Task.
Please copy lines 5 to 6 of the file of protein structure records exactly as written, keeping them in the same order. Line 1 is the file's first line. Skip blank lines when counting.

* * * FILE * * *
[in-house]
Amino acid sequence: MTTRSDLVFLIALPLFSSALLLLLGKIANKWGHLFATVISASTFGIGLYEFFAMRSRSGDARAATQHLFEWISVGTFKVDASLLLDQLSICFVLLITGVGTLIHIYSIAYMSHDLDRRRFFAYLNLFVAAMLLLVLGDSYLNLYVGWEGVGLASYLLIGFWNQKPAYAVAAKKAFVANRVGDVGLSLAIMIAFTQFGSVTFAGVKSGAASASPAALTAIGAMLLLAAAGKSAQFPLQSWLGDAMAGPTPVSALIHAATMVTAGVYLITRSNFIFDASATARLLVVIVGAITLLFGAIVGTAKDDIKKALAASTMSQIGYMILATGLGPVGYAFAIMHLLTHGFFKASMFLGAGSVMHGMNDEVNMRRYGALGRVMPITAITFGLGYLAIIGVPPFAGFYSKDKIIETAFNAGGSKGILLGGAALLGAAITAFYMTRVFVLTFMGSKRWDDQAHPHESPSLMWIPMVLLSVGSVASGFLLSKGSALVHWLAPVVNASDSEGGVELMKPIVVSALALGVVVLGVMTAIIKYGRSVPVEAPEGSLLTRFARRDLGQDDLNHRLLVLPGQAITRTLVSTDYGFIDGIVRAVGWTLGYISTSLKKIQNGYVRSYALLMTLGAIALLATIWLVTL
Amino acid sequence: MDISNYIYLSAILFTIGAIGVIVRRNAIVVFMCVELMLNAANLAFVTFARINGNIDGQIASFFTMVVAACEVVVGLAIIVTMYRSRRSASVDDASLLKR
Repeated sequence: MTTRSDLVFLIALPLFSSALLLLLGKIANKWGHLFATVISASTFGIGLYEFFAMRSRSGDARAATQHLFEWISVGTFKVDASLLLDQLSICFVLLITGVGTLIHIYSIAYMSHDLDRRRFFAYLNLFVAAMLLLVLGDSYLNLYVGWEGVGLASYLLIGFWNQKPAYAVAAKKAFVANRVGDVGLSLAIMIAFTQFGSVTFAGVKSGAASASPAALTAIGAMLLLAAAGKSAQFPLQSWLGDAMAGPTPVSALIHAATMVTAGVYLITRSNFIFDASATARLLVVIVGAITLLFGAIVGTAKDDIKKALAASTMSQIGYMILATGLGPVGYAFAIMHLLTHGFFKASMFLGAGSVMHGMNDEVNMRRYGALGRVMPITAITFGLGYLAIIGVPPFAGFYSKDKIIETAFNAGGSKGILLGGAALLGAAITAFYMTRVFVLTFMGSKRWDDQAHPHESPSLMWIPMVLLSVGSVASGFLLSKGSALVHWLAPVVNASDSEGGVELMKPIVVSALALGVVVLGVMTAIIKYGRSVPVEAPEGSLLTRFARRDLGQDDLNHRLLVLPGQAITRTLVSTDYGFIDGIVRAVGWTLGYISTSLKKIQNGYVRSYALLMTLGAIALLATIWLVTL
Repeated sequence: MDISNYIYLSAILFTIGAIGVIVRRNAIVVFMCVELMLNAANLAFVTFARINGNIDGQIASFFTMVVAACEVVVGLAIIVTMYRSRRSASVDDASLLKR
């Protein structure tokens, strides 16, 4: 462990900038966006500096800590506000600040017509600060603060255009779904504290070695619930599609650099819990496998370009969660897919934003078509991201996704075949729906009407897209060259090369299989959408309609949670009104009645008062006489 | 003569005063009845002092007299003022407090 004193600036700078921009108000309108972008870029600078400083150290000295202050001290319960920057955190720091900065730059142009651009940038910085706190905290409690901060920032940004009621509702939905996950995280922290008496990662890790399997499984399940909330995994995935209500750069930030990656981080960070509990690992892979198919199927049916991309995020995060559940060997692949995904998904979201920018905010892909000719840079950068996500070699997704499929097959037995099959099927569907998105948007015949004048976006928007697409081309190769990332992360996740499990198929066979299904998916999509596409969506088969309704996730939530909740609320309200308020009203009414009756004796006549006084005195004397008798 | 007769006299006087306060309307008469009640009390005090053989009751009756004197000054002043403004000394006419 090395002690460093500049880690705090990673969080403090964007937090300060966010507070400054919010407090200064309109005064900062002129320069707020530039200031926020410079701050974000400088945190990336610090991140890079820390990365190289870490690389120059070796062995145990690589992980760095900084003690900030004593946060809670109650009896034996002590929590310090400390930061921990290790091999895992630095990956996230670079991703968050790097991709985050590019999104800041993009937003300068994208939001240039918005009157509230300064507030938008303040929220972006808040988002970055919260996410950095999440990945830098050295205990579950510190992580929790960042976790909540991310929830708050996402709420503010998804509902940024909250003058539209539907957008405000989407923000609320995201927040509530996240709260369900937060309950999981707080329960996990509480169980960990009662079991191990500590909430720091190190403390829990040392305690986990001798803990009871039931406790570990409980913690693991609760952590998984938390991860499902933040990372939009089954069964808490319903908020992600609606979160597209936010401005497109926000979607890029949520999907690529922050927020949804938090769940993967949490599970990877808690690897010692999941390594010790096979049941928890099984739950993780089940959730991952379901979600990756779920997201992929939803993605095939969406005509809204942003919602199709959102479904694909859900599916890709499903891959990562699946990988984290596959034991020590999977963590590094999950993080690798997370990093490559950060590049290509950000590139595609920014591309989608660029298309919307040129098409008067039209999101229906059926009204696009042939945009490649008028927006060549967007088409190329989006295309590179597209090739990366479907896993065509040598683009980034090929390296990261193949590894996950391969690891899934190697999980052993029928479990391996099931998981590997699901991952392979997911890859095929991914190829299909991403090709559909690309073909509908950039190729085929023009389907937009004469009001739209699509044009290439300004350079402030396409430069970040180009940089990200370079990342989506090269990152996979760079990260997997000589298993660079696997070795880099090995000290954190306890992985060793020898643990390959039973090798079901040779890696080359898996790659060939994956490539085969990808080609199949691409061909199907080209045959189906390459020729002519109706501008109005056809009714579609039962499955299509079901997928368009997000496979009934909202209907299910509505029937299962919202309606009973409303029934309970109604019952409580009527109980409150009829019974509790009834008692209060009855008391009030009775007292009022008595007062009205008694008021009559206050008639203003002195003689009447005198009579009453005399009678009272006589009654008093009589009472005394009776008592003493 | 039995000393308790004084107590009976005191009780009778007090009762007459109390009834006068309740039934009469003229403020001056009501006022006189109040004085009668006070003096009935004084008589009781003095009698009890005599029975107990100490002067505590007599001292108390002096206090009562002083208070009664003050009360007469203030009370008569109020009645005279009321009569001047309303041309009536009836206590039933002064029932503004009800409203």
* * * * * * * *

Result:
Repeated sequence: MDISNYIYLSAILFTIGAIGVIVRRNAIVVFMCVELMLNAANLAFVTFARINGNIDGQIASFFTMVVAACEVVVGLAIIVTMYRSRRSASVDDASLLKR
């Protein structure tokens, strides 16, 4: 462990900038966006500096800590506000600040017509600060603060255009779904504290070695619930599609650099819990496998370009969660897919934003078509991201996704075949729906009407897209060259090369299989959408309609949670009104009645008062006489 | 003569005063009845002092007299003022407090 004193600036700078921009108000309108972008870029600078400083150290000295202050001290319960920057955190720091900065730059142009651009940038910085706190905290409690901060920032940004009621509702939905996950995280922290008496990662890790399997499984399940909330995994995935209500750069930030990656981080960070509990690992892979198919199927049916991309995020995060559940060997692949995904998904979201920018905010892909000719840079950068996500070699997704499929097959037995099959099927569907998105948007015949004048976006928007697409081309190769990332992360996740499990198929066979299904998916999509596409969506088969309704996730939530909740609320309200308020009203009414009756004796006549006084005195004397008798 | 007769006299006087306060309307008469009640009390005090053989009751009756004197000054002043403004000394006419 090395002690460093500049880690705090990673969080403090964007937090300060966010507070400054919010407090200064309109005064900062002129320069707020530039200031926020410079701050974000400088945190990336610090991140890079820390990365190289870490690389120059070796062995145990690589992980760095900084003690900030004593946060809670109650009896034996002590929590310090400390930061921990290790091999895992630095990956996230670079991703968050790097991709985050590019999104800041993009937003300068994208939001240039918005009157509230300064507030938008303040929220972006808040988002970055919260996410950095999440990945830098050295205990579950510190992580929790960042976790909540991310929830708050996402709420503010998804509902940024909250003058539209539907957008405000989407923000609320995201927040509530996240709260369900937060309950999981707080329960996990509480169980960990009662079991191990500590909430720091190190403390829990040392305690986990001798803990009871039931406790570990409980913690693991609760952590998984938390991860499902933040990372939009089954069964808490319903908020992600609606979160597209936010401005497109926000979607890029949520999907690529922050927020949804938090769940993967949490599970990877808690690897010692999941390594010790096979049941928890099984739950993780089940959730991952379901979600990756779920997201992929939803993605095939969406005509809204942003919602199709959102479904694909859900599916890709499903891959990562699946990988984290596959034991020590999977963590590094999950993080690798997370990093490559950060590049290509950000590139595609920014591309989608660029298309919307040129098409008067039209999101229906059926009204696009042939945009490649008028927006060549967007088409190329989006295309590179597209090739990366479907896993065509040598683009980034090929390296990261193949590894996950391969690891899934190697999980052993029928479990391996099931998981590997699901991952392979997911890859095929991914190829299909991403090709559909690309073909509908950039190729085929023009389907937009004469009001739209699509044009290439300004350079402030396409430069970040180009940089990200370079990342989506090269990152996979760079990260997997000589298993660079696997070795880099090995000290954190306890992985060793020898643990390959039973090798079901040779890696080359898996790659060939994956490539085969990808080609199949691409061909199907080209045959189906390459020729002519109706501008109005056809009714579609039962499955299509079901997928368009997000496979009934909202209907299910509505029937299962919202309606009973409303029934309970109604019952409580009527109980409150009829019974509790009834008692209060009855008391009030009775007292009022008595007062009205008694008021009559206050008639203003002195003689009447005198009579009453005399009678009272006589009654008093009589009472005394009776008592003493 | 039995000393308790004084107590009976005191009780009778007090009762007459109390009834006068309740039934009469003229403020001056009501006022006189109040004085009668006070003096009935004084008589009781003095009698009890005599029975107990100490002067505590007599001292108390002096206090009562002083208070009664003050009360007469203030009370008569109020009645005279009321009569001047309303041309009536009836206590039933002064029932503004009800409203």